ARV effect size vs solar wind speed
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The chart on the left (above) shows a significant inverse correlation between solar wind speed and average per trial effect size. The chart to the right (above) also shows a significant inverse correlation between solar wind speed and average confidence score. It appears that not only am I more likely to achieve a successful trial during relatively quiet solar wind speeds, but more likely to achieve a high confidence score on a remote viewing trial. 

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The general trend is consistent through the data set, as is shown in the above two charts depicting average z score per trial vs solar wind speed for ARV trials from 1998 to 1999, and also for 2000 to 2005 

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To combine the confidence score effect with the solar wind speed, shown in charts on the right (above) is the average effect size per trial for trials that scored higher than 2.3 vs solar wind speed. The effect size per trial during sws of around 350 km/sec is a very significant .5 compared to less than .3 for trials without the score filter. The chart on the right shows that solar wind speed even has an effect, although smaller, on the trials that were scored with a 1 or lower. 
ARV effect size vs solar wind speed at feedback time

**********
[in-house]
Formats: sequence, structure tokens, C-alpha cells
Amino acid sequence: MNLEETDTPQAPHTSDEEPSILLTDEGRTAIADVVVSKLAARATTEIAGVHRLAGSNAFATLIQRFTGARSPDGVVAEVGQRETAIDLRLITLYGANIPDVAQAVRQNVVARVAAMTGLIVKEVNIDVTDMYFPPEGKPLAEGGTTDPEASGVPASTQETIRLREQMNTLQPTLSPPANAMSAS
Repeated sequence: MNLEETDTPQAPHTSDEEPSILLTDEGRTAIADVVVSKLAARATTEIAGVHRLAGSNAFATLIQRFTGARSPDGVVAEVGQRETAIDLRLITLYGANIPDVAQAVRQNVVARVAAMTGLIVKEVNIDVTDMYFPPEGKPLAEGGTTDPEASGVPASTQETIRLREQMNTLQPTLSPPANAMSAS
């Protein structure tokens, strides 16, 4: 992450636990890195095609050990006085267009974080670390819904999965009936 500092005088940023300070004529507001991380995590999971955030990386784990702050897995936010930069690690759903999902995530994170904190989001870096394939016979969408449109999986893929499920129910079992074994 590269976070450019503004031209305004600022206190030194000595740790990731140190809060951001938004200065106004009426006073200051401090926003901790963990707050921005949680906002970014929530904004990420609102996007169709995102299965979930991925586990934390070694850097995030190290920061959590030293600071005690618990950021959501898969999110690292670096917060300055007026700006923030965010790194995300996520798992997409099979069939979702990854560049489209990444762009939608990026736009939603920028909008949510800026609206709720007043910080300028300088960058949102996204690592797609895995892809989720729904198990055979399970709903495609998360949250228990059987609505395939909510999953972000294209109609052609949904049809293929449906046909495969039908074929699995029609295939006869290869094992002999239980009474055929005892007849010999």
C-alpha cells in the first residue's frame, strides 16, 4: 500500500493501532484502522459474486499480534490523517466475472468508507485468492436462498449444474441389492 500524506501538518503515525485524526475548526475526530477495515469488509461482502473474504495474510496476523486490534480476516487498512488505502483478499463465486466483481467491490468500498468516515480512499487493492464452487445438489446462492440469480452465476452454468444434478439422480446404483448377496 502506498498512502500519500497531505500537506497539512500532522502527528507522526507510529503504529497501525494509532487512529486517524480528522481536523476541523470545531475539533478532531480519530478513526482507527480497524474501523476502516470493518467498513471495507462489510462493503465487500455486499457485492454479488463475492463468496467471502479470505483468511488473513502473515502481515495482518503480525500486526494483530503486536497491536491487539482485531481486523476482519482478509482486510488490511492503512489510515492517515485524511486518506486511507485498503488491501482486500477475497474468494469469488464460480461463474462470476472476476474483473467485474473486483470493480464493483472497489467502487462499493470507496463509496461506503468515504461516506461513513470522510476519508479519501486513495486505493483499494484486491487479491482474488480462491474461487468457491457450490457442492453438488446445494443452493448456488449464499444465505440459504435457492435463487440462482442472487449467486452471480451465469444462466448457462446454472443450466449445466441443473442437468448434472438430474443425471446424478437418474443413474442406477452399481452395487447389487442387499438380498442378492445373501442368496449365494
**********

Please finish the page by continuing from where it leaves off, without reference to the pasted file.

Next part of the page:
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There does not appear to be a similarly significant relationship between SWS and average z score per trial at feedback time as with remote viewing time, however, there does seem to be a fairly significant inverse correlation between the average confidence score per trial and sws at feedback time. Generally, it appears that lower solar wind speeds during feedback time increase the chances of a higher confidence score on an ARV trial. 

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To determine if this relationship exists throughout the entire data set, I split the data into two parts  first half from 1998 to 1990 consisting of 1481 trials, and the second half from 2000 to 2005 consisting of 1885 trials. The two curves appear to be similar with some significant peaks and valleys. They both peak at around 380, then dip at 480, then rise again to 530 and drop suddenly at 560 with a very low trough at 660. The similarity is actually striking which indicates that this FB / SWS effect appears to be fairly robust. If general solar wind speed conditions tend to persist for many days, then it is possible that the inverse correlation between sws and confidence scores at feedback time is simply the same relationship that exists during the remote viewing time  that the general sws conditions have not changed much from when the remote viewing was conducted. This would definitely be the case if the remote viewing and feedback for a trial were both conducted on the same day, which is typically not the case with my data. The average difference in time between remote viewing and feedback is 16 days which would be plenty of time for general solar wind conditions to change. To test for this, I calculated the average difference between the sws measured at remote viewing time and at feedback time and found that is was an average difference of 89.8 km/sec. I compared this to randomly sorted dates and their respective SWS values and found that the typical difference between SWS values on any two random dates is around 107 km/sec average. The difference between the random sort average SWS difference of 107 km/s and the actual average difference of 89.9 km/s is only 17.1 km/sec. This indicates that the chances of measuring similar solar wind speed values at both the remote viewing time and the feedback time is only marginally higher than any random two dates.